Testing a Cube can be done in as many ways as there are to play Magic. What we understand from the testing is predicated on the method. If we want to have a Cube that drafts well for six to eight players, then we need to run drafts of six to eight players. If we want it to be good for head’s up Winchester Drafts, we should run Winchester Drafts as well.

I’m not talking about something as convoluted (and unattainable) as the Philadelphia Experiment, but earnestly drafting the Cube and documenting some of the feedback. And this can only be done by players like you. At Magic Weekend Philadelphia, the Community Cube will be unleashed to the masses with the best part of having a Cube: Cubing!

Here’s how it can work:

  • You get a chance to draft the Cube. Draft it! (Otherwise known as the easy, fun part.)
  • Visit the Community Cube Facebook Page.
  • Share your thoughts, observations, pictures, and stories. (This is the hard part. Rough, I know.)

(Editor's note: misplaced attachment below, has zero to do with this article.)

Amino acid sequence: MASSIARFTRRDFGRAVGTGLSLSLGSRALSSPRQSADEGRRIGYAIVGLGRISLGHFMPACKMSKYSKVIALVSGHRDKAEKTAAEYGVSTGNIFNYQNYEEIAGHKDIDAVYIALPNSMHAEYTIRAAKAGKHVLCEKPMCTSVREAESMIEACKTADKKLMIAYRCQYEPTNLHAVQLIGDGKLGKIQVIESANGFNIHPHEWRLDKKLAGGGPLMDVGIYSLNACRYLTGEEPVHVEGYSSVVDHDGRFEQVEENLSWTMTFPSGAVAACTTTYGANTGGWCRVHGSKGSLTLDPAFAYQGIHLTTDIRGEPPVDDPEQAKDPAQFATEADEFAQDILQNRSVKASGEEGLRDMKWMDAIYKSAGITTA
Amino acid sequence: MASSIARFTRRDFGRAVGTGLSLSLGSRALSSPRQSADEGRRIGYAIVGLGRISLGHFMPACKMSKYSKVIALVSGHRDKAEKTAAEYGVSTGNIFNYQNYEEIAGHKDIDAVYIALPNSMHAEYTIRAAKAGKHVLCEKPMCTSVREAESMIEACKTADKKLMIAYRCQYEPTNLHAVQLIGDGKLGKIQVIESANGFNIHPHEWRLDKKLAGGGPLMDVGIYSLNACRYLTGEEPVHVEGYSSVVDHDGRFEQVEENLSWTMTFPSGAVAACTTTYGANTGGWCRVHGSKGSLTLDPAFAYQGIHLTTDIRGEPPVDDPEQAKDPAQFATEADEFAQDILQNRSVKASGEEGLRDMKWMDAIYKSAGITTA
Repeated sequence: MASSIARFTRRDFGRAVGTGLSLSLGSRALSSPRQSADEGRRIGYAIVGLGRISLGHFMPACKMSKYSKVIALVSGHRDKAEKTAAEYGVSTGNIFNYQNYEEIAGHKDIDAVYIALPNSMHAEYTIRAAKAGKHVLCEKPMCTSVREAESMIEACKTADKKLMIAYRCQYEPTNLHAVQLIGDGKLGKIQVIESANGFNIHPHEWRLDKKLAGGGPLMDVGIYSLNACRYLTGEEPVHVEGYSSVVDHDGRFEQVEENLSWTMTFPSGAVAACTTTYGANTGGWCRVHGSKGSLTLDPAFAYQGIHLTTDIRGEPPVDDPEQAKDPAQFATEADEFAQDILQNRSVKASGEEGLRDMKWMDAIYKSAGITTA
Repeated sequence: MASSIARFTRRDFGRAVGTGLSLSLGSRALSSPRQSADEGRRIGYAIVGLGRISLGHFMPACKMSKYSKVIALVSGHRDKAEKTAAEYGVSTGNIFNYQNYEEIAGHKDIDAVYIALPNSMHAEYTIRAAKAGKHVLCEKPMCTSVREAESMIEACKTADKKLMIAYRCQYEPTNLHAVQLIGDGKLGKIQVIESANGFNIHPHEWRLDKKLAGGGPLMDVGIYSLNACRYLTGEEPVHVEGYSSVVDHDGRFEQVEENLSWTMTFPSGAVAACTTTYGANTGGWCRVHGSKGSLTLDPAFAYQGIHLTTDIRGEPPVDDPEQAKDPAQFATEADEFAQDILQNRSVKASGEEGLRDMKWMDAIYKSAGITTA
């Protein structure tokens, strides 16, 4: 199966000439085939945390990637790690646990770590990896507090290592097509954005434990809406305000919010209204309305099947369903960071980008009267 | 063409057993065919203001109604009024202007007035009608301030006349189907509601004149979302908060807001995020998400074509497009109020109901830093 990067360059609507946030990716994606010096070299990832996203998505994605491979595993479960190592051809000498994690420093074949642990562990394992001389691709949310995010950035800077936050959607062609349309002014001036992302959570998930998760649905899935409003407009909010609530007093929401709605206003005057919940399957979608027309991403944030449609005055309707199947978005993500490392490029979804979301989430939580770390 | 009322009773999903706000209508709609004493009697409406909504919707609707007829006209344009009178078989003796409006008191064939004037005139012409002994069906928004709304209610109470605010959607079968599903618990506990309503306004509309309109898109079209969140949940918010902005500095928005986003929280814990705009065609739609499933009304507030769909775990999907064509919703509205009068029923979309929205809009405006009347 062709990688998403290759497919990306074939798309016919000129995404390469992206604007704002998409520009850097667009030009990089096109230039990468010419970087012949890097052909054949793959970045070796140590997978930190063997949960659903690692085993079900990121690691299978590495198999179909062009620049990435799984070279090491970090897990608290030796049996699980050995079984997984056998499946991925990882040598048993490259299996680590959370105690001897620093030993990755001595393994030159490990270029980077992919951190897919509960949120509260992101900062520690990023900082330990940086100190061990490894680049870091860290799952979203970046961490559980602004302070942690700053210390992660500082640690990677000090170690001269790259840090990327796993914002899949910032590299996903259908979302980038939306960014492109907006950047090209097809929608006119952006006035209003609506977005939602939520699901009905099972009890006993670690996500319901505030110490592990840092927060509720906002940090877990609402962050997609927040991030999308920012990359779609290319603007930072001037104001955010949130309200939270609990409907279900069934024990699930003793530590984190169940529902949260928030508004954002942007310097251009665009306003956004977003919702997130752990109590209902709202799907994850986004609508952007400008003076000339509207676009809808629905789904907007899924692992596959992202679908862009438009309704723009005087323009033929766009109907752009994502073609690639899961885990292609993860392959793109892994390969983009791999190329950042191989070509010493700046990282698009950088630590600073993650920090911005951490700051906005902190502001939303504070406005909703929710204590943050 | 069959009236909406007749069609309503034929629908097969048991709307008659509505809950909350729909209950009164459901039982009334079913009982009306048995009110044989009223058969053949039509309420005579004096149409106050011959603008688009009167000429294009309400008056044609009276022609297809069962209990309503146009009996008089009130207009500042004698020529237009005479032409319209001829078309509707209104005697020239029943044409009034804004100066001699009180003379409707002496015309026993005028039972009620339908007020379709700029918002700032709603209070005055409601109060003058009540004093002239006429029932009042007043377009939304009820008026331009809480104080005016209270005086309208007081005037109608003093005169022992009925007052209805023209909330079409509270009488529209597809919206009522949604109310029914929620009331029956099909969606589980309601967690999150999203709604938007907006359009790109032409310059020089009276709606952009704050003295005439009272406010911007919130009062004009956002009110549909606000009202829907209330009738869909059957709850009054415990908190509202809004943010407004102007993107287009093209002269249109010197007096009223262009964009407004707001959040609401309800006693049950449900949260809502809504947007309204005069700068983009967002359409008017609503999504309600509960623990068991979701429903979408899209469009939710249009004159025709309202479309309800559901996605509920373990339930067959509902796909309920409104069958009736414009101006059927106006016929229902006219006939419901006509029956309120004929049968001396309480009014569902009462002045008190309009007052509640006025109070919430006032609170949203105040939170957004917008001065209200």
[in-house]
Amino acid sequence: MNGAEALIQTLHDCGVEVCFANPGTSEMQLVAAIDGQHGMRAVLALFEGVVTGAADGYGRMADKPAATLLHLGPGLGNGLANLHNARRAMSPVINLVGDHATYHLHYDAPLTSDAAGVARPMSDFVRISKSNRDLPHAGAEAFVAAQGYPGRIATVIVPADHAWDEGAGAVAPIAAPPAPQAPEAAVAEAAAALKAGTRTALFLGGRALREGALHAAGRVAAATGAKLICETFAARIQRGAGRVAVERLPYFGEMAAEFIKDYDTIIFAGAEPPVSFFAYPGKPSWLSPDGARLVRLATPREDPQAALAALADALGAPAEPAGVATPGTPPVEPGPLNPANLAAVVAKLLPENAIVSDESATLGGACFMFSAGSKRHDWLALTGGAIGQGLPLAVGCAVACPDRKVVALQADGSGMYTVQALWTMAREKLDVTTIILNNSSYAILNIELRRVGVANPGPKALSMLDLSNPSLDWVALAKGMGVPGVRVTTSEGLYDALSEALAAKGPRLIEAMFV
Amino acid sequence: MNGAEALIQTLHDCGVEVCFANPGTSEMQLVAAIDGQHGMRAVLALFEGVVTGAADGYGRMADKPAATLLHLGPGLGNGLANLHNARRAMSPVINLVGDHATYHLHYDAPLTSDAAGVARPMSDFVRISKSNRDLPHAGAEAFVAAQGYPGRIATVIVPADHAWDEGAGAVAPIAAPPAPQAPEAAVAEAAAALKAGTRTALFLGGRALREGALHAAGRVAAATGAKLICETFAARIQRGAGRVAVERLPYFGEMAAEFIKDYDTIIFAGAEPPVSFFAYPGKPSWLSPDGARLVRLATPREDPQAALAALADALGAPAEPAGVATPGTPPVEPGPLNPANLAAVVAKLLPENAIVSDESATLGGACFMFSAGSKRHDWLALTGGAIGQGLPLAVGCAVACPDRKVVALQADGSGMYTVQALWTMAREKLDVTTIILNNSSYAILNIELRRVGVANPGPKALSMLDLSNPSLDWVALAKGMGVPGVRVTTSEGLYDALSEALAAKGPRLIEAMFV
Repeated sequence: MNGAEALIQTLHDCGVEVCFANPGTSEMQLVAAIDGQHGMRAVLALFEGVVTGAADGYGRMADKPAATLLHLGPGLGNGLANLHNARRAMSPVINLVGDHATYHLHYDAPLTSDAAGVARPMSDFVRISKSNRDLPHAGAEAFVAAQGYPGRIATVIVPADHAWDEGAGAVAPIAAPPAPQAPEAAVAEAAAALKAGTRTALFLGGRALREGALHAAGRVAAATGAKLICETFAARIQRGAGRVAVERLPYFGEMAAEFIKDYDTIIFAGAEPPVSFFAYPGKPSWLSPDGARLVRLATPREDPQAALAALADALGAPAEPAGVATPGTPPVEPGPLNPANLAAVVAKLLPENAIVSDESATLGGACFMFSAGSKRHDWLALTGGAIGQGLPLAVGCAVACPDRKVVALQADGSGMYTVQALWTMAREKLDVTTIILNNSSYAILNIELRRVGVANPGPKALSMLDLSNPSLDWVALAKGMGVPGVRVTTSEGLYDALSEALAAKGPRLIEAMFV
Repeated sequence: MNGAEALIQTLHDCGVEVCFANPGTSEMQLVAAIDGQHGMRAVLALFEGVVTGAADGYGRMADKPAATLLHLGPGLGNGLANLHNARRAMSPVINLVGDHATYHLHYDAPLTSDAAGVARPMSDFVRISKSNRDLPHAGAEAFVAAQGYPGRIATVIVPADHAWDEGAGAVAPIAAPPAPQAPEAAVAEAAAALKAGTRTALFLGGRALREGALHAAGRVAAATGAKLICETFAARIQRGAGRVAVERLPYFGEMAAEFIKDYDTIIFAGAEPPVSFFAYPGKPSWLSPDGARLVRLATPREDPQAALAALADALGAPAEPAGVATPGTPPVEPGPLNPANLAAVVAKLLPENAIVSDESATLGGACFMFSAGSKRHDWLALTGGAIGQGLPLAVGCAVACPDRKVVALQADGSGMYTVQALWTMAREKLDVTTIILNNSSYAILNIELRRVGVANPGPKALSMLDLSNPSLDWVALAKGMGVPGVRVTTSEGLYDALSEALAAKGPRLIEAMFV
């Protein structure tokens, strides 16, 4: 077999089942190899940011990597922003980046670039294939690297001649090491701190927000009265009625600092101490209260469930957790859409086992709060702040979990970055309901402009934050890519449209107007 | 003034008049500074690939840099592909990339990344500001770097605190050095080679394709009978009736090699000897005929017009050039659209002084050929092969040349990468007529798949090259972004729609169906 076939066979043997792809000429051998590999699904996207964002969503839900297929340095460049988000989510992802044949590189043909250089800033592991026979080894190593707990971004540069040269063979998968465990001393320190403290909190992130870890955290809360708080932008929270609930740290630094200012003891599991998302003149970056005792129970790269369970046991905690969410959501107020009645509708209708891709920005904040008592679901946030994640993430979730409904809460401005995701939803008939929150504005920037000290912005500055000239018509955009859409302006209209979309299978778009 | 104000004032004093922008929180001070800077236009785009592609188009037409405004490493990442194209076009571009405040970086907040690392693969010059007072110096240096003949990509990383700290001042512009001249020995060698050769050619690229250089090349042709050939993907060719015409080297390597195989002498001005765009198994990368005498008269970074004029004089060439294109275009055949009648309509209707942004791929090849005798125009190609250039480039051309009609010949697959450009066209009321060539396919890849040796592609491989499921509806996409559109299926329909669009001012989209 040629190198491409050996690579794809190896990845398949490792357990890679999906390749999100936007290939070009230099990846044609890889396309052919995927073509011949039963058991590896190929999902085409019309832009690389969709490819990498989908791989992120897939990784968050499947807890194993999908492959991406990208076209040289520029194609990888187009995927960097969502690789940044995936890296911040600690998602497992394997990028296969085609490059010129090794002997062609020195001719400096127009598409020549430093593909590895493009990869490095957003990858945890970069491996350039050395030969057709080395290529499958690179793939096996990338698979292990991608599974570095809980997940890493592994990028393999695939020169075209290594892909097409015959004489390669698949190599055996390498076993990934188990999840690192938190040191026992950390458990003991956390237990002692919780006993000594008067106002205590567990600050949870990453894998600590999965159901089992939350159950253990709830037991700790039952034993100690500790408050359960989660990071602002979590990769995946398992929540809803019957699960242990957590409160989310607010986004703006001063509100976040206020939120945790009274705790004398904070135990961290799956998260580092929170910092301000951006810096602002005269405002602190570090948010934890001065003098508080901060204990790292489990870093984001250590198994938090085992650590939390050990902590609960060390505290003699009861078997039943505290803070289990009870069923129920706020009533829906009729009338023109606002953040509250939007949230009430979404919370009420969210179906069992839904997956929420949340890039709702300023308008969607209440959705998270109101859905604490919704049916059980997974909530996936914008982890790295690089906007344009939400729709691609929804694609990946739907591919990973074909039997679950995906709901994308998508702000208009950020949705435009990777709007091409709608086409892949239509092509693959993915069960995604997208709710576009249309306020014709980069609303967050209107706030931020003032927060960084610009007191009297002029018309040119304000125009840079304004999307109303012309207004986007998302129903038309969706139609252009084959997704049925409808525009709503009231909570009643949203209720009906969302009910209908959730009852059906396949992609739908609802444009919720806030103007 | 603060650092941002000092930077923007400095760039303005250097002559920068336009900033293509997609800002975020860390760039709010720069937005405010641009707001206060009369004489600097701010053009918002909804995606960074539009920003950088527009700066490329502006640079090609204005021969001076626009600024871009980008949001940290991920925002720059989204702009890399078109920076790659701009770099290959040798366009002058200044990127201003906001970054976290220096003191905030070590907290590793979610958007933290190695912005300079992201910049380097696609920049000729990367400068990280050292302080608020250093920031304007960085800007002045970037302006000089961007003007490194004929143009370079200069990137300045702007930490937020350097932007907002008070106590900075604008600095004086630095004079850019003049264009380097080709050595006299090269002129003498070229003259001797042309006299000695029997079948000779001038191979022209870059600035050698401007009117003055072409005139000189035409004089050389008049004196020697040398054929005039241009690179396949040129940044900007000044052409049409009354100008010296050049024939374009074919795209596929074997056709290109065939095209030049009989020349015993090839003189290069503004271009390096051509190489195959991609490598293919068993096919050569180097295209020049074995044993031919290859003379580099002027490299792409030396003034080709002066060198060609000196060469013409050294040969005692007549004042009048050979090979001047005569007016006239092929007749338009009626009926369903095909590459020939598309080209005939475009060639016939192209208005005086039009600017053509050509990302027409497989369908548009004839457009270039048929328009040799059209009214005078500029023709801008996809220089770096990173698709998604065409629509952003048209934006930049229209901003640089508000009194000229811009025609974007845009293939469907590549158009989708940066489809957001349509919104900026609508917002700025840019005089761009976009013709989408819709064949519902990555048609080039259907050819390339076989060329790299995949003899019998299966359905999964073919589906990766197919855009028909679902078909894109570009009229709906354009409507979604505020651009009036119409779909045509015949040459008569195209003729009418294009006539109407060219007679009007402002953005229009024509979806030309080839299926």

And there are three main approaches that will be most interesting to look at closely, each one asking very different questions.

Aggressive Decks

  • Did you want more cheap, early creatures (1- and 2-drops)?
  • Did you have enough removal to continue applying pressure?
  • How quickly were all of your creatures outclassed? (Five turns? Six turns? More?)
  • What where the colors you paired, or didn’t pair? What did it feel like you were missing or desiring the most?

Midrange Decks

  • Did you want more strong, value-providing creatures (3- and 4-drops)?
  • Did you have enough two-for-ones to survive early pressure?
  • How quickly were all of your creatures outclassed? (Seven turns? Eight turns? More?)